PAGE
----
Redefining Professional Learning for 1:1 Computing Presented by Michelle Luhtala, Library Dept Chair, New Canaan High School, CT; with Alexa Schlechter, Technology Integrator at New Canaan High School,CT; and Jacquelyn Whiting, Library Media Specialist at New Canaan High School, CT Sponsored by Mackin Educational Resources If you attended the live session, you’ll be emailed a CE certificate within 24 hours of the edWebinar. If you view the recording and would like a CE certificate, join the Emerging Tech community and go to the edWebinar Archives folder to take the CE quiz.

Google Applied Digital Skills Review for Teachers The Google Applied Digital Skills curriculum is great for teachers updating an old-school computer skills class. With an emphasis on creativity, collaboration, and personal interests, this ISTE-aligned curriculum really focuses on modern technology skills. In recent years, digital citizenship and coding skills have gotten a lot of airplay, and for good reason, but often at the expense of some other critical tech skills. Google Applied Digital Skills strives to address college- and career-ready skills, plus life skills like planning a vacation, hosting an event, and making a budget. The pace may be a little fast for some learners, though students can repeat modules, or teachers can develop extension activities. The video tutorials are simple but well-made, and they're hosted by a diverse group of personable instructors.

Teacher Toolkit Loaded: 0% Progress: 0% By the end of this tutorial, you’ll be familiar with the major features of Gooru. How to Use Google Search More Effectively [INFOGRAPHIC] Among certain circles (my family, some of my coworkers, etc.) I'm known for my Googling skills. I can find anything, anywhere, in no time flat. My Google-fu is a helpful skill, but not one that's shrouded in too much mystery — I've just mastered some very helpful search tricks and shortcuts and learned to quickly identify the best info in a list of results. Using Google+ for Professional Development Temple ISD became a G-Suite for Education District in 2013. We started by concentrating on six base apps - Google Drive, Docs, Sheets, Draw, Slides, and Gmail. The five instructional technologists and I became Google Certified Trainers and then proceeded to provide a base of knowledge to teachers through content and grade level targeted two-day trainings. Once we got comfortable using G-Suite core apps, we were ready to take the next step. Staff from various campuses (or even different hallways) have a hard time connecting with each other.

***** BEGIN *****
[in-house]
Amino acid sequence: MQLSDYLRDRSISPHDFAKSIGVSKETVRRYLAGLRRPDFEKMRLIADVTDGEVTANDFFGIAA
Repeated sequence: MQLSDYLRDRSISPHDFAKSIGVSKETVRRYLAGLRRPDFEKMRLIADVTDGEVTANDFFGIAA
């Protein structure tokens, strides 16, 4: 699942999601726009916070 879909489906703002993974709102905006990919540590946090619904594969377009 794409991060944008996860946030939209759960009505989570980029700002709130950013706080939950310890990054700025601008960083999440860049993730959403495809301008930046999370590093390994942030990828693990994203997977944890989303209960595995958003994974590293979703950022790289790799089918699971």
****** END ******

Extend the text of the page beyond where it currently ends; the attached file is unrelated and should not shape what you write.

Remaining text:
Using Evidence Effectively Instructors have read far too many research essays in which students found an insightful quotation or nugget of information from an outside source, dropped that nugget into one of their paragraphs… and then left it there untouched, hoping that readers will just intuitively know why it's relevant. Classroom teachers and librarians agree: it's not enough to teach students how to conduct effective research—we also need to help them learn what to do with all that great material once they find it. Students can become both effective researchers and smart critical thinkers when we show them how to interact with their outside source material. Why is this sometimes a challenging lesson to teach? Maybe because students are often unused to the idea that they can actively engage with, and even question, the sources they find.